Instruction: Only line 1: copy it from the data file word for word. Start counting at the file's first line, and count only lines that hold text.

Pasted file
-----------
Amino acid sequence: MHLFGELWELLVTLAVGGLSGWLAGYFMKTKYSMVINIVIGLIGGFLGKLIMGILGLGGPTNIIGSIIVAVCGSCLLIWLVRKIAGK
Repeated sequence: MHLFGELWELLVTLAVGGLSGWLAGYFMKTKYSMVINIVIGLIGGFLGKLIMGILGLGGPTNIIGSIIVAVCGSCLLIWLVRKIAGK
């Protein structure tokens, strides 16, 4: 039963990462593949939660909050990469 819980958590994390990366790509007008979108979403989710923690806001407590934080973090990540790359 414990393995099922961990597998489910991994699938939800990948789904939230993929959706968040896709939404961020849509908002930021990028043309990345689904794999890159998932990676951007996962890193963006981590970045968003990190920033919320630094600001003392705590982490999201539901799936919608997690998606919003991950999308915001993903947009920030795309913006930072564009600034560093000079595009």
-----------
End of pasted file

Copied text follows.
Amino acid sequence: MHLFGELWELLVTLAVGGLSGWLAGYFMKTKYSMVINIVIGLIGGFLGKLIMGILGLGGPTNIIGSIIVAVCGSCLLIWLVRKIAGK